Follow-Up: Further Thoughts on Self-Harm

Ok, this is not going to be a well thought out or organized post, but I’ve had a lot more thoughts since the previous post about self-harm and I’d like to just throw some of them out there:

Tim brought up the interesting point of stigma being there because self harm necessarily involves harm. I think this is potentially true, however I think there are two important things to consider about this:

1.What constitutes harm?

I posed this question on twitter: would you consider a cut to be harm? Many people answered not necessarily, and that it depended on how serious it was. Let’s take a couple of examples-

a.You’re walking in the woods and you accidentally run into a tree branch. It scratches you/cuts you and you bleed a little. You shrug it off and you continue walking through the woods. You get home and everyone probably ignores it. Few people would say that you had been harmed, unless they take a definition of harm that suggests ANY pain is harmful.

b.You intentionally cut yourself and you bleed a little. You shrug it off, and go downstairs. Everyone freaks out and asks you why you would harm yourself. Are we sure it’s more harmful in this case?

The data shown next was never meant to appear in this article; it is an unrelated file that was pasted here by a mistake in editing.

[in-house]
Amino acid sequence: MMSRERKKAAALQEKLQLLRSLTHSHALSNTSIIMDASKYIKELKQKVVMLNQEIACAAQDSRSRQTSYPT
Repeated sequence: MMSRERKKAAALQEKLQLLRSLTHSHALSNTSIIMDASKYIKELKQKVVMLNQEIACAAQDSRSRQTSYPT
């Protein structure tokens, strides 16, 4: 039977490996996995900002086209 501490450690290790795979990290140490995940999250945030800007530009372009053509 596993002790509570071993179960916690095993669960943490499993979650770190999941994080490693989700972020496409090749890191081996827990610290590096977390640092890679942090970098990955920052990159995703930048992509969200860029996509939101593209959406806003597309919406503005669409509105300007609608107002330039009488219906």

I would propose a definition of harm that generally includes keeping someone from doing what they want to do, or keeping someone from functioning in their life as they so choose. Some people might include subjecting someone to any amount of pain in this definition, but I’m not sure I would go that far.

2.There are other things that we do, which we believe are good, which necessarily involve harm. Most medical care falls under this heading. Therapy. If we include pain in the definition of harm then every time you work out you’re harming yourself (my new argument to be lazy!). So while there may be a distinction between say rock climbing and self harm (it perhaps wasn’t the best example, although I do think that rock climb automatically comes with some pain), there are other examples we could look at that are praised when we do a cost/benefit analysis and decide that the necessary pain is worth it.

Beccy mentioned that there is a good deal of bias against self-harm and so it could be harmful to cut simply because of the attitudes of other people and the crap you’d get from them. Also an important consideration, I think generally subsumed under the first point I made in my other post. I personally would tend to weigh this slightly lower because I don’t really care too much about the opinions of people who are biased against those with mental illness.

So what do you think? How is self harm similar to and different from other forms of harm? What about BDSM? What constitutes “harm”? Does a small cut really count as harming if it does nothing to impinge on someone’s life?

One thought on “Follow-Up: Further Thoughts on Self-Harm

  1. Greg Laden says:

    There is a widespread set of cultural practices in which people cut themselves or gets someone else to cut them, sometimes involving causing scarification but that is not always the intent.

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